Dislocation as a concept is also explored through architecture in works such as the Dis-Location series (2007), where the focus is on the displacement of time by using the everyday to create a fictionalized version of the past, “a conclusion of reality…a physical remnant, a residue of the frenetic activities of humans.”36 Along similar lines are the works Twins (2007), Two Dimensions (2007), See Through (2006), and Copyright Violation of a Stock Photo (2006-2007), and culminate into another major work, Desperately Seeking Paradise 1 (2007-8) and 2 (2011). This large-scale architectural sculpture combines many of the artist’s formal and conceptual concerns thus far; 2- and 3-dimensionality, interplay of micro- and macro-images, mirroring, displacement, Minimalism and Abstraction, the grid, relationship of the First and Third World, and the fickle nature of reality. This large cuboid is meant to mimic a chunk of a glittery high rise from a large metropolis (like Dubai, for example, where it was first displayed), transported into the exhibition space, yet is also vaguely reminiscent of the Ka’aba in Mecca, the Muslim holy site, drawing an interesting comparison between the two in light of the title. From afar it seems to reflect a view of a fictional metropolitan skyline, which disappears into the reflections of its present surroundings as one shifts positions, and disperses into micro images of buildings from Lahore as one approaches for a closer inspection, forcing the viewer to circumambulate the piece. In Desperately Seeking Paradise 2, this structure invades into the space from a corner, taking up most of the room as an overwhelming presence, disorienting the viewer.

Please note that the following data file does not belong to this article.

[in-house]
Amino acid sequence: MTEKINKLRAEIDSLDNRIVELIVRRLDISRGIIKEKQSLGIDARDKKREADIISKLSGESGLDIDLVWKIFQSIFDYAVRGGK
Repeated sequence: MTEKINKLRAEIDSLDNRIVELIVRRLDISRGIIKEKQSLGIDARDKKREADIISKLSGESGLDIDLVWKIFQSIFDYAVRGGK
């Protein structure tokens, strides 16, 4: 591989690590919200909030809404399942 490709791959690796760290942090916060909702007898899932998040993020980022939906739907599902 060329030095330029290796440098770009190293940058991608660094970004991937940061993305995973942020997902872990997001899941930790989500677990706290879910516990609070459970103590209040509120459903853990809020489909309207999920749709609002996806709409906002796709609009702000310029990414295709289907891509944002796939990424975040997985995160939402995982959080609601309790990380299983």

By this time, the photomosaic as a formal device had gained more nuance and the artist was exploring the depths of its possibilities through an interplay of time and the concept of dislocation interpreted in myriad ways. The Transliteration series, which began in 2011 and is still ongoing, becomes a culmination of these ideas and forms the crux of the artists present concerns, moving beyond the reductive dichotomy of East and West, and towards “a negotiation between the actual and the remote. The actual is close at hand – something one can experience directly with the body as the site of knowing. The remote is knowledge amassed indirectly, from diverse sources scattered across time and space. The result is a meditation on location, both in a physical as well as temporal sense.”37